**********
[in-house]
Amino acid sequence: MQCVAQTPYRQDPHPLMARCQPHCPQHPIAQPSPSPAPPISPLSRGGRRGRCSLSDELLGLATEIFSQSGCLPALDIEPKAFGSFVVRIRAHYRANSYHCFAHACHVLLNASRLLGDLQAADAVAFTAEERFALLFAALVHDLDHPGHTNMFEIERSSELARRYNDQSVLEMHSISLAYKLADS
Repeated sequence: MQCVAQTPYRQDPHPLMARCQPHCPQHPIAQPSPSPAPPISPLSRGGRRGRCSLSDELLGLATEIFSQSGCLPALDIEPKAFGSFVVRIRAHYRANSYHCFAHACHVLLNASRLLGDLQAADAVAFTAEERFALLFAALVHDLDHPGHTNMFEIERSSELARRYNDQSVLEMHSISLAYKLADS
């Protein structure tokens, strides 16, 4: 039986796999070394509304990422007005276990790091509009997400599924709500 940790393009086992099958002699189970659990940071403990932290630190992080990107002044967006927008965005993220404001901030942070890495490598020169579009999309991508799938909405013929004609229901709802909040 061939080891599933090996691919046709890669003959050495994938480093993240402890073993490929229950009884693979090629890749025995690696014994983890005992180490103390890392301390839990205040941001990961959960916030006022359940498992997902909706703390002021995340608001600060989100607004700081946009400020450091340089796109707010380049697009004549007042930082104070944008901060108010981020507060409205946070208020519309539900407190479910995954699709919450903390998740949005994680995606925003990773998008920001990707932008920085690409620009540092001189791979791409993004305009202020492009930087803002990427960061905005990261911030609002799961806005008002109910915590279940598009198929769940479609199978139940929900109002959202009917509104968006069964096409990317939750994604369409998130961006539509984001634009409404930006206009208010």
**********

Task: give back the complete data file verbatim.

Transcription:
[in-house]
Amino acid sequence: MQCVAQTPYRQDPHPLMARCQPHCPQHPIAQPSPSPAPPISPLSRGGRRGRCSLSDELLGLATEIFSQSGCLPALDIEPKAFGSFVVRIRAHYRANSYHCFAHACHVLLNASRLLGDLQAADAVAFTAEERFALLFAALVHDLDHPGHTNMFEIERSSELARRYNDQSVLEMHSISLAYKLADS
Repeated sequence: MQCVAQTPYRQDPHPLMARCQPHCPQHPIAQPSPSPAPPISPLSRGGRRGRCSLSDELLGLATEIFSQSGCLPALDIEPKAFGSFVVRIRAHYRANSYHCFAHACHVLLNASRLLGDLQAADAVAFTAEERFALLFAALVHDLDHPGHTNMFEIERSSELARRYNDQSVLEMHSISLAYKLADS
């Protein structure tokens, strides 16, 4: 039986796999070394509304990422007005276990790091509009997400599924709500 940790393009086992099958002699189970659990940071403990932290630190992080990107002044967006927008965005993220404001901030942070890495490598020169579009999309991508799938909405013929004609229901709802909040 061939080891599933090996691919046709890669003959050495994938480093993240402890073993490929229950009884693979090629890749025995690696014994983890005992180490103390890392301390839990205040941001990961959960916030006022359940498992997902909706703390002021995340608001600060989100607004700081946009400020450091340089796109707010380049697009004549007042930082104070944008901060108010981020507060409205946070208020519309539900407190479910995954699709919450903390998740949005994680995606925003990773998008920001990707932008920085690409620009540092001189791979791409993004305009202020492009930087803002990427960061905005990261911030609002799961806005008002109910915590279940598009198929769940479609199978139940929900109002959202009917509104968006069964096409990317939750994604369409998130961006539509984001634009409404930006206009208010």